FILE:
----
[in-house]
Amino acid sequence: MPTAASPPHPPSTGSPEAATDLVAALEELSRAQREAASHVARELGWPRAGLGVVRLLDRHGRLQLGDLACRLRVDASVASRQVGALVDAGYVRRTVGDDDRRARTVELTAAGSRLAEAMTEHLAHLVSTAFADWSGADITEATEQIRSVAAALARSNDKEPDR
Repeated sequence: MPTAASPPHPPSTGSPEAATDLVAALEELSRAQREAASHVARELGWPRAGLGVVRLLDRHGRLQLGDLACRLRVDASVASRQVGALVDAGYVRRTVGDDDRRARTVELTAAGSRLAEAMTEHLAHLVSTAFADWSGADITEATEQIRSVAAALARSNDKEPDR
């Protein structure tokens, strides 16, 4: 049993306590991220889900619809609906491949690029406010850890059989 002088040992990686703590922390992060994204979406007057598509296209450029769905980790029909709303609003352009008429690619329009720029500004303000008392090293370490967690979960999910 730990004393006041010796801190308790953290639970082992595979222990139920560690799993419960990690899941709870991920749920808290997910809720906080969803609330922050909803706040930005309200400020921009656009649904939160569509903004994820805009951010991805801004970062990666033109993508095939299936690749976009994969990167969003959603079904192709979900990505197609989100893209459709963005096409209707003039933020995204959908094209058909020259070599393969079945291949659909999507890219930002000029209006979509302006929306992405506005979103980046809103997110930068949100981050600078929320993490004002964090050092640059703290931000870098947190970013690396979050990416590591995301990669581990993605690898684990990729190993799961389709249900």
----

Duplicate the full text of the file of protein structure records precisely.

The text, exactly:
[in-house]
Amino acid sequence: MPTAASPPHPPSTGSPEAATDLVAALEELSRAQREAASHVARELGWPRAGLGVVRLLDRHGRLQLGDLACRLRVDASVASRQVGALVDAGYVRRTVGDDDRRARTVELTAAGSRLAEAMTEHLAHLVSTAFADWSGADITEATEQIRSVAAALARSNDKEPDR
Repeated sequence: MPTAASPPHPPSTGSPEAATDLVAALEELSRAQREAASHVARELGWPRAGLGVVRLLDRHGRLQLGDLACRLRVDASVASRQVGALVDAGYVRRTVGDDDRRARTVELTAAGSRLAEAMTEHLAHLVSTAFADWSGADITEATEQIRSVAAALARSNDKEPDR
């Protein structure tokens, strides 16, 4: 049993306590991220889900619809609906491949690029406010850890059989 002088040992990686703590922390992060994204979406007057598509296209450029769905980790029909709303609003352009008429690619329009720029500004303000008392090293370490967690979960999910 730990004393006041010796801190308790953290639970082992595979222990139920560690799993419960990690899941709870991920749920808290997910809720906080969803609330922050909803706040930005309200400020921009656009649904939160569509903004994820805009951010991805801004970062990666033109993508095939299936690749976009994969990167969003959603079904192709979900990505197609989100893209459709963005096409209707003039933020995204959908094209058909020259070599393969079945291949659909999507890219930002000029209006979509302006929306992405506005979103980046809103997110930068949100981050600078929320993490004002964090050092640059703290931000870098947190970013690396979050990416590591995301990669581990993605690898684990990729190993799961389709249900």